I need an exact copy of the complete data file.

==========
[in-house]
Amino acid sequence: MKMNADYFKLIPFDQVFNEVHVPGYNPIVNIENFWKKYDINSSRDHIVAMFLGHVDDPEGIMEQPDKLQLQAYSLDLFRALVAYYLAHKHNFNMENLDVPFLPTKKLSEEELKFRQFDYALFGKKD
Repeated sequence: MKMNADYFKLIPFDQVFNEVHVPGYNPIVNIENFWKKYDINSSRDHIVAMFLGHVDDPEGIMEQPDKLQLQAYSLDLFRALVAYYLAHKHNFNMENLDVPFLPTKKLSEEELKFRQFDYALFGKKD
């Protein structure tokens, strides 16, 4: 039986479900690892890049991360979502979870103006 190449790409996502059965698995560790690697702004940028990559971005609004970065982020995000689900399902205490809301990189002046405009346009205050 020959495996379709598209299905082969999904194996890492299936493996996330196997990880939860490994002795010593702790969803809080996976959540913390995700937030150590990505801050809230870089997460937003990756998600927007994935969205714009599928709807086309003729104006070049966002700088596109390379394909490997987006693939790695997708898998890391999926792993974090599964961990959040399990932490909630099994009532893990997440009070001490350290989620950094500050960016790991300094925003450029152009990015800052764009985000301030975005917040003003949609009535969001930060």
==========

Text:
[in-house]
Amino acid sequence: MKMNADYFKLIPFDQVFNEVHVPGYNPIVNIENFWKKYDINSSRDHIVAMFLGHVDDPEGIMEQPDKLQLQAYSLDLFRALVAYYLAHKHNFNMENLDVPFLPTKKLSEEELKFRQFDYALFGKKD
Repeated sequence: MKMNADYFKLIPFDQVFNEVHVPGYNPIVNIENFWKKYDINSSRDHIVAMFLGHVDDPEGIMEQPDKLQLQAYSLDLFRALVAYYLAHKHNFNMENLDVPFLPTKKLSEEELKFRQFDYALFGKKD
């Protein structure tokens, strides 16, 4: 039986479900690892890049991360979502979870103006 190449790409996502059965698995560790690697702004940028990559971005609004970065982020995000689900399902205490809301990189002046405009346009205050 020959495996379709598209299905082969999904194996890492299936493996996330196997990880939860490994002795010593702790969803809080996976959540913390995700937030150590990505801050809230870089997460937003990756998600927007994935969205714009599928709807086309003729104006070049966002700088596109390379394909490997987006693939790695997708898998890391999926792993974090599964961990959040399990932490909630099994009532893990997440009070001490350290989620950094500050960016790991300094925003450029152009990015800052764009985000301030975005917040003003949609009535969001930060």